Charlottesville resident Paul Jacob has been rocking the vote since he was 18. He’s been voting for nearly 60 years now and he’s seen quite a few changes. “From marking X’s, to punching holes,” said Jacob. “To the computers.” At Tuesday’s election, he’ll see one more. The city registrars office is taking people back to the future when it comes to voting. Touch screens are now a thing of the past and paper is back in style. One reason for the change is because of problems with voting machines in previous years. Another reason is computer hacking. Hacks have occurred across the United States, including Washington, D.C. To prevent that, Rick Sincere from the Electoral Board says the Commonwealth is steering away from computer voting statewide.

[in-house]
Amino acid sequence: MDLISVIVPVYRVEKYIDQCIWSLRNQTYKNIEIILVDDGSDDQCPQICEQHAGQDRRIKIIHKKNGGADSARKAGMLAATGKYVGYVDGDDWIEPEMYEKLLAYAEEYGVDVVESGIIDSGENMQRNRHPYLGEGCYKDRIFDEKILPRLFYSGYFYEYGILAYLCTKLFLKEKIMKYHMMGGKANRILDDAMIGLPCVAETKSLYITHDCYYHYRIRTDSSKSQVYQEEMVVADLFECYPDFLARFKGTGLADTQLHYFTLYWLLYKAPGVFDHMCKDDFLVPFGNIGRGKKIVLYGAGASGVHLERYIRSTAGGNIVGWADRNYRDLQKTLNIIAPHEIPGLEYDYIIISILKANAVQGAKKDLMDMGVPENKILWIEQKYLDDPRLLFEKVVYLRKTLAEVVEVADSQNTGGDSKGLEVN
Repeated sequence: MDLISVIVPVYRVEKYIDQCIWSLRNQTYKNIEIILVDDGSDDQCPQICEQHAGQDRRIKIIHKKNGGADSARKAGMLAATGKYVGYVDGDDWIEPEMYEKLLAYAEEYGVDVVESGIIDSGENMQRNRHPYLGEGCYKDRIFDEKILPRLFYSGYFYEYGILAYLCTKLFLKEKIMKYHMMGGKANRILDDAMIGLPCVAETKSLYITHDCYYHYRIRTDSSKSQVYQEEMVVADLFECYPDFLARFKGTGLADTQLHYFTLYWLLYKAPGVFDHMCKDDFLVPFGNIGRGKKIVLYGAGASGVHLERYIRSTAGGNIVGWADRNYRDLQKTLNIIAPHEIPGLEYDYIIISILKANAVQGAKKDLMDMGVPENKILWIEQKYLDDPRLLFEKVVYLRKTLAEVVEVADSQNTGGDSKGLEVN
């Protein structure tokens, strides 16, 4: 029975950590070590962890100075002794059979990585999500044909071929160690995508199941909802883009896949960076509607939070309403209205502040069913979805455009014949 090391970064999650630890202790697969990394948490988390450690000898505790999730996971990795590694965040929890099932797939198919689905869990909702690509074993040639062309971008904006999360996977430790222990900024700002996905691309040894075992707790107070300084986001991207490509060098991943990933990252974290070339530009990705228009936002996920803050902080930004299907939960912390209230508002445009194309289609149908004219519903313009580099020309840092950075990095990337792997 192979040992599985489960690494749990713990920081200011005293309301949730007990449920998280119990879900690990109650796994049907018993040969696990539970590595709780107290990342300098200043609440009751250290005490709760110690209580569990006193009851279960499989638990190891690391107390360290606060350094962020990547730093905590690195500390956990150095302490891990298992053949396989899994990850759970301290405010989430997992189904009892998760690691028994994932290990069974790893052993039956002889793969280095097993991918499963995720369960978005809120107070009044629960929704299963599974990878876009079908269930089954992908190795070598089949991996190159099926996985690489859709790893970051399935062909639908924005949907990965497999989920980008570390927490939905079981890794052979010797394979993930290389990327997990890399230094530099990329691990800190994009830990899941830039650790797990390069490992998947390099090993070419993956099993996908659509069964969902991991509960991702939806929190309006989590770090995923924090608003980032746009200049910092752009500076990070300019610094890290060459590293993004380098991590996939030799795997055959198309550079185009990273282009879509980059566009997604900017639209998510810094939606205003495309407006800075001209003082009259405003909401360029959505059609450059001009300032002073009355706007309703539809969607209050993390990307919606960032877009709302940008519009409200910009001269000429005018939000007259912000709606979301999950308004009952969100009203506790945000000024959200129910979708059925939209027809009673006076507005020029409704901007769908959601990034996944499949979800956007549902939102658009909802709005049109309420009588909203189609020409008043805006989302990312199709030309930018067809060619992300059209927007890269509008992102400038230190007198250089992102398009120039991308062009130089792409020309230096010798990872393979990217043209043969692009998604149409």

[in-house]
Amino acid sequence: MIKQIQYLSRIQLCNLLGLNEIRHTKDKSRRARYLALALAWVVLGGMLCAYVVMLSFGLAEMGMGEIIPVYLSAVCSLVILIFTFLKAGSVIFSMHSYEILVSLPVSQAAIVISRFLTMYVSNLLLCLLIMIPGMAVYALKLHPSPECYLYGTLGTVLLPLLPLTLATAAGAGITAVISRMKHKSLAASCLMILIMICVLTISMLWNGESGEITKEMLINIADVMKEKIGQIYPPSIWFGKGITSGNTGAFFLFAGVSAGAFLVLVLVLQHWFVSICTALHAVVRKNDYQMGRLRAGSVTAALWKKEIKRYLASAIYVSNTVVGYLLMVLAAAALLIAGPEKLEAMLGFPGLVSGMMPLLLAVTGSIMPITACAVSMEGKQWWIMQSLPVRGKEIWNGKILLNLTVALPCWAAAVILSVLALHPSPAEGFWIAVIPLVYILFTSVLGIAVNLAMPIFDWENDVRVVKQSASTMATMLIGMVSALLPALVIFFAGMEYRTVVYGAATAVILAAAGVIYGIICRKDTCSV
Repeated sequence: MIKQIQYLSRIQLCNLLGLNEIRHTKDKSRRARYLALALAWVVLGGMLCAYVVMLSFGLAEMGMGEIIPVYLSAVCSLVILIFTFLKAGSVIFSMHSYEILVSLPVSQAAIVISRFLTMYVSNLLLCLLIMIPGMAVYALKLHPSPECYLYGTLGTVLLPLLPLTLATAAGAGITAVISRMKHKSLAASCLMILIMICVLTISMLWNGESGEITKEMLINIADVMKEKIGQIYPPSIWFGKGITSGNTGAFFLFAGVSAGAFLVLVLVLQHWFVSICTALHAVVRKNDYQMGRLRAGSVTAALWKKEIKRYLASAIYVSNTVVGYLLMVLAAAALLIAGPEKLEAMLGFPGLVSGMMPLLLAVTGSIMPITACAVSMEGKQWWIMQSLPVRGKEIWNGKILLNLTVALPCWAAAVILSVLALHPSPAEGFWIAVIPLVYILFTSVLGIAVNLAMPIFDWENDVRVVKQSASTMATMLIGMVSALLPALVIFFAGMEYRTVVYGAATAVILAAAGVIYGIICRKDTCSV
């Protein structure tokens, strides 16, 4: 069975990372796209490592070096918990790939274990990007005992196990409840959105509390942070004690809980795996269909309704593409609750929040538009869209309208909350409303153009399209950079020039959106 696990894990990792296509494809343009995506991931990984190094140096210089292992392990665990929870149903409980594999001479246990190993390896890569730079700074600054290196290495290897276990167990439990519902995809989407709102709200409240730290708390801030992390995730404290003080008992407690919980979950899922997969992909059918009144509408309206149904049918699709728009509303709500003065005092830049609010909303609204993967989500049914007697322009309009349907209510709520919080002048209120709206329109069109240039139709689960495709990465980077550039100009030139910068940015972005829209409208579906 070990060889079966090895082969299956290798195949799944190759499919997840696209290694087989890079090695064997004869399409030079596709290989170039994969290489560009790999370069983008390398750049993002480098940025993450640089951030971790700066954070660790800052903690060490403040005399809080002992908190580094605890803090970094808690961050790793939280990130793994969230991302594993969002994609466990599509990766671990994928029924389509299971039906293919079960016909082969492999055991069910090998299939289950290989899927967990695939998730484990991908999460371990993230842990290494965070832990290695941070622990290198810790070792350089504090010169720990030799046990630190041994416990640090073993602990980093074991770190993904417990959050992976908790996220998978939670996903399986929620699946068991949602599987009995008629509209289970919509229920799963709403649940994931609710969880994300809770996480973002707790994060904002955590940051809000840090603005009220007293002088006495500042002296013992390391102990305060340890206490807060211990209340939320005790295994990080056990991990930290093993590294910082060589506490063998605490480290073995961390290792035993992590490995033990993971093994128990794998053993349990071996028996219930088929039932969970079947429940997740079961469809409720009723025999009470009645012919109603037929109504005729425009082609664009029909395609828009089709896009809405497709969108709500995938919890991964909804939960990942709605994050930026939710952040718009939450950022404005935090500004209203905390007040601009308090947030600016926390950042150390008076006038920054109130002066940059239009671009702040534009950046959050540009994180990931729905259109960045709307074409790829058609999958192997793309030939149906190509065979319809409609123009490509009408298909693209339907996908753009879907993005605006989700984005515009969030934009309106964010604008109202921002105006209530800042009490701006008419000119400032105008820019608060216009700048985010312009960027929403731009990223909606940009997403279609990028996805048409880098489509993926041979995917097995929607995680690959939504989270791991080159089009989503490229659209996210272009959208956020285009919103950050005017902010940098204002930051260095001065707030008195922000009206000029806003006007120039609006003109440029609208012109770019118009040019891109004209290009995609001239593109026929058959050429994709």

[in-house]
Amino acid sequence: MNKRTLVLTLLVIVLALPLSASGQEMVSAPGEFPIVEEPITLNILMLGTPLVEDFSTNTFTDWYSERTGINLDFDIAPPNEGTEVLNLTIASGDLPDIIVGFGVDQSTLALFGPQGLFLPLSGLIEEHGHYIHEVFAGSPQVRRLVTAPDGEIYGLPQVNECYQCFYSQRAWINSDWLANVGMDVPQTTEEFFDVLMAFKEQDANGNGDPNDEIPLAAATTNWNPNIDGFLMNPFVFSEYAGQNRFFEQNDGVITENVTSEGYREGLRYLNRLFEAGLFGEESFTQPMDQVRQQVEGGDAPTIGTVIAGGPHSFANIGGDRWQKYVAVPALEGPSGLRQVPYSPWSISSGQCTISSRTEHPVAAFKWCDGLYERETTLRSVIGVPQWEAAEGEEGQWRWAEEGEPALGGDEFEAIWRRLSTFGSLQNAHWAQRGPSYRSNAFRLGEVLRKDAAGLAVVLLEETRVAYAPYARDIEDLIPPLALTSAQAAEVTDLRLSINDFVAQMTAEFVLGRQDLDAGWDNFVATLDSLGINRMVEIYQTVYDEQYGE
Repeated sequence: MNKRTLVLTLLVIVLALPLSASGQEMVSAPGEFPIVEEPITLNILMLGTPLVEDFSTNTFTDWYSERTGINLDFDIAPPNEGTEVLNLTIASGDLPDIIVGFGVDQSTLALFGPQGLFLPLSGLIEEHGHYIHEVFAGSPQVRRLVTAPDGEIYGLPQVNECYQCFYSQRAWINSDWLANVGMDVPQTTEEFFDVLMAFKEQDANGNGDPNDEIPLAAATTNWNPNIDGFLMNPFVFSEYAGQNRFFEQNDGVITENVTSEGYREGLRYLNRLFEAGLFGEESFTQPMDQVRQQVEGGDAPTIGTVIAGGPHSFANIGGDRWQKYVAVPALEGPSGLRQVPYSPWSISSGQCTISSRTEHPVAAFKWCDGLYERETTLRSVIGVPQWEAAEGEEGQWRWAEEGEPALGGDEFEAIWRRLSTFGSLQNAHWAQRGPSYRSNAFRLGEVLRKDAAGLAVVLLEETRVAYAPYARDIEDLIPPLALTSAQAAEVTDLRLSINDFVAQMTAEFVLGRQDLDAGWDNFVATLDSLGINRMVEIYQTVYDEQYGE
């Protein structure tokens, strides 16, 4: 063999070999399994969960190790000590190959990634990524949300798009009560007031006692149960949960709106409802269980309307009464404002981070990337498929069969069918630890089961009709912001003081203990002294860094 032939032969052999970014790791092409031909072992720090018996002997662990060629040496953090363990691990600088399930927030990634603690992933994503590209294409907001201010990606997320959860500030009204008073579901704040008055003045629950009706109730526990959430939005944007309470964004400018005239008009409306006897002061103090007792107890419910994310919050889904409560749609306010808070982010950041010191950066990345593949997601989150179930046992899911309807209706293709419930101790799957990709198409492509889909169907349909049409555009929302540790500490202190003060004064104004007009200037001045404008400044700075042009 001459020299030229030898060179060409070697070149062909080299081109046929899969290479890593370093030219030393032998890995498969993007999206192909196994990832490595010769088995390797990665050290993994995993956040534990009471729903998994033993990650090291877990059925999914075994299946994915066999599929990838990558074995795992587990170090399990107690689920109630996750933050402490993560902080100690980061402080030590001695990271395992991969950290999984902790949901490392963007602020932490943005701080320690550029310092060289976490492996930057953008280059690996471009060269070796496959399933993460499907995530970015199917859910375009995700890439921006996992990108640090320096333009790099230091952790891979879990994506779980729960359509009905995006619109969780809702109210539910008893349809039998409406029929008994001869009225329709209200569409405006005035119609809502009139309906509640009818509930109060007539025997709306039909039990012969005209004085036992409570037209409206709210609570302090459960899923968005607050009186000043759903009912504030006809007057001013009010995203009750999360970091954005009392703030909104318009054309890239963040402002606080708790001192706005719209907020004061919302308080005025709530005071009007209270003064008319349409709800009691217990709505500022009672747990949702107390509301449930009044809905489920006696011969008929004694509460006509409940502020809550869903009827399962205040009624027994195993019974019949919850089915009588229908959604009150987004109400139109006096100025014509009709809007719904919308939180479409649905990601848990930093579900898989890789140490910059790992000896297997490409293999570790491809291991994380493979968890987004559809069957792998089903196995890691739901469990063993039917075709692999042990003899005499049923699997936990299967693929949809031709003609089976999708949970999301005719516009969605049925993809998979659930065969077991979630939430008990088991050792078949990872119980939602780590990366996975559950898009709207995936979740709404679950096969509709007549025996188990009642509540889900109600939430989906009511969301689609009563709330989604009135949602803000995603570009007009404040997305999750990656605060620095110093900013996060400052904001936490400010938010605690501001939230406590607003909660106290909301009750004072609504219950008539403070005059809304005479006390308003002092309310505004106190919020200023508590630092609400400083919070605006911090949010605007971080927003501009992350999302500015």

“The Virginia General Assembly, back in 2007, wrote a law that said that from that point forward, we couldn’t replace electronic voting machines with other electronic voting machines,” said Sincere. “They want the entire state to go a paper based system.”
Sincere says voting systems have a lifespan of ten to 15 years, and at 12 years, their system was due for an upgrade.
Full Article: Virginia Moves Back to Paper Ballots for the Election.